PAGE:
Goodbye, farewell mate!

Was just counting the dates on the calendar an hour or so ago and realised something.

It’s been almost 49 days since my friend Sam Ly passed away in London.

Why have I mentioned 49 days, and why is it so significant?

The traditional Buddhist funeral ceremony goes on for an entire 7 weeks. That’s 7 days a week, for 7 weeks. Which equals 49 days.

The best description I’ve found of it on the web is the following quote:

This Buddhist custom is based on the idea that a person enters his next rebirth after a period of seven times seven (49) days.
… But the custom itself was adopted from general Buddhism in order that the 7th day rites may become an occasion to cherish the memory of the deceased and also be an opportunity to hear the Dharma and awaken to the compassion of Amida Buddha.


In the days and weeks following the death especially for the first 49 days one can help the dead person’s mind/spirit by avoiding harming others, generating love and compassion, doing kind actions, making charity and specific prayers and practices that their spiritual teachers recommend and dedicating this positive energy to the mind/spirit of the deceased, wishing only peace and happiness for them and rebirth in the presence of their God or Buddha.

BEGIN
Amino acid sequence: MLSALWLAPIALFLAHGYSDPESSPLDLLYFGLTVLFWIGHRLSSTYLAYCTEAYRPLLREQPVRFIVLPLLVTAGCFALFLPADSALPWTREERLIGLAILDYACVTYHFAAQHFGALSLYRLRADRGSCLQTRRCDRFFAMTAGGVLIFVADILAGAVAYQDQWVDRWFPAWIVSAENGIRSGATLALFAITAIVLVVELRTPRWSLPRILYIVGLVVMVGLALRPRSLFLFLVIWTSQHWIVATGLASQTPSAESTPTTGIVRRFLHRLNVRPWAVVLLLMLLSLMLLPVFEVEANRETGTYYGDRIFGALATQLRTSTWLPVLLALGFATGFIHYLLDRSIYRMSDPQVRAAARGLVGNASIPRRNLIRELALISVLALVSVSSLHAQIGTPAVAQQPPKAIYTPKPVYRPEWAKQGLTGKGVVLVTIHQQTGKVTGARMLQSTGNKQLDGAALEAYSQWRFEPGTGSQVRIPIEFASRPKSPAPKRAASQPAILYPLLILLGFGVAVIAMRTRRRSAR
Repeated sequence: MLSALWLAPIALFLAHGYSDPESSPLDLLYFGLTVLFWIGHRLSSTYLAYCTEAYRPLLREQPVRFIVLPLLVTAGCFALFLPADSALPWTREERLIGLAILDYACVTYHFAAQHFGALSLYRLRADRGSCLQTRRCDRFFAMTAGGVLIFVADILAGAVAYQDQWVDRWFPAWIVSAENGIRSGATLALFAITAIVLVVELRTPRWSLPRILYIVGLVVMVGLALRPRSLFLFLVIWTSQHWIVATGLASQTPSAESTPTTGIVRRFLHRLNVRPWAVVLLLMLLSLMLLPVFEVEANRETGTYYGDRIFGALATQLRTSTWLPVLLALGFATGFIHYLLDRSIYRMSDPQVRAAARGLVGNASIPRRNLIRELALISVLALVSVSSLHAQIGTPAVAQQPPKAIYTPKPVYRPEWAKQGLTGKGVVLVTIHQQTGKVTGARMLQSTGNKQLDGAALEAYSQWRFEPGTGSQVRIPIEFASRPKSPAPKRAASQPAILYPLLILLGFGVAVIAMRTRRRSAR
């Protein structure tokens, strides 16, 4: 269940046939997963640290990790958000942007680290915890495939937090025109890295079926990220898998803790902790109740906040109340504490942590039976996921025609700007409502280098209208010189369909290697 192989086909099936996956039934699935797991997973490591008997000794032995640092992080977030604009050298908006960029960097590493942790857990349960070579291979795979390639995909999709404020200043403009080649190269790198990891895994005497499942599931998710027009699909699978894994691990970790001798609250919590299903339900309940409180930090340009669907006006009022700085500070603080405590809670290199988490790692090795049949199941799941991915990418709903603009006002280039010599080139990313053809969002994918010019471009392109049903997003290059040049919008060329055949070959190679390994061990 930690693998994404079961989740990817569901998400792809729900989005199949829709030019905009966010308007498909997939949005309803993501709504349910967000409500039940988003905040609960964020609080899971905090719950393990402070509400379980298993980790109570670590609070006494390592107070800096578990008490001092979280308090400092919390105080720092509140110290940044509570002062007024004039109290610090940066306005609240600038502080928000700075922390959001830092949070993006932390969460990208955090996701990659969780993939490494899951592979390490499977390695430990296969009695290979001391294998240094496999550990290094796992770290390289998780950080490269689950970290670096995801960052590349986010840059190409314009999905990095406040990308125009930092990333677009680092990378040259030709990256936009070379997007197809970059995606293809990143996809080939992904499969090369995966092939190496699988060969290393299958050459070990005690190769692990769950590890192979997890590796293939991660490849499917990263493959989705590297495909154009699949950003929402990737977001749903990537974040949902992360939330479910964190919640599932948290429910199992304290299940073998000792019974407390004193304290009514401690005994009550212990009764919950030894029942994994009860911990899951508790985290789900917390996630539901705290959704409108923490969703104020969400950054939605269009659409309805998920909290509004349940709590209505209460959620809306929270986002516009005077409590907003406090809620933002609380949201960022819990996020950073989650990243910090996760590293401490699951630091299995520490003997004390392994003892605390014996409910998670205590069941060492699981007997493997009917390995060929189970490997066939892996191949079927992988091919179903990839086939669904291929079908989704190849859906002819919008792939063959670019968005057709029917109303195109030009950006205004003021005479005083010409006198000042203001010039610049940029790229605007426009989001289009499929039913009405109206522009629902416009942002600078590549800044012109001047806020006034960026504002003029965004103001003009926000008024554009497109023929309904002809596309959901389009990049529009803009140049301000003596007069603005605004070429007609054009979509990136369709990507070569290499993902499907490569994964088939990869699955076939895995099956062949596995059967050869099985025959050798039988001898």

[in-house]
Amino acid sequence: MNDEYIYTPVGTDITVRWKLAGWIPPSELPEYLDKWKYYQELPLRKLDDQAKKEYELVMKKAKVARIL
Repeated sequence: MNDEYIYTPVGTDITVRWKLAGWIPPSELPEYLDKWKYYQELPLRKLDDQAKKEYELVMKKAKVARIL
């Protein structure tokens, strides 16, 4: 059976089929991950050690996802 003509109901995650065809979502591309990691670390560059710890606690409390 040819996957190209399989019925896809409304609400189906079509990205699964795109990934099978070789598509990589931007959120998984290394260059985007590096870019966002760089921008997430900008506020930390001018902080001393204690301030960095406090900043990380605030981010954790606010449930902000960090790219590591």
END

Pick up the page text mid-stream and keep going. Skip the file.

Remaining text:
Buddhists believe that a happy, positive, peaceful mind creates a life of good deeds and morality, which produces a happy, fortunate rebirth. Bereaved Buddhists want the deceased to achieve this and will continue to do prayers and rituals for 49 days (the end of the Intermediate State when Rebirth takes place).

Every single religion on this planet has different beliefs for life (if any) after death. The above is a brief illustration of mine.

It is quite different to many other religions. Those of different beliefs may find it strange, but interesting. Our world is a very multicultural one, and the best way of living with each other in a meaningful way is to understand each others’ various beliefs and to respect them, as they should respect yours.

Sam, all the best in your next life mate.

Take care, you’ll always be in my thoughts, and have been since I first found out what happened to you.

It’s never easy losing a friend. But life and death is a part of our everyday lives.
The past 7 weeks have been a time of much reflections on many things from life in general, to memories of all of my time during uni. (I’m also aware that my blogging has somewhat dropped off of late, this is only part of the reason for it though things are starting to pick up again. Work has been quite busy to say the least…).

We all move on after a tradgedy, and we do learn to live with it. We remember all the happy memories associated with that individual, and wish them all the best in their next journey of life.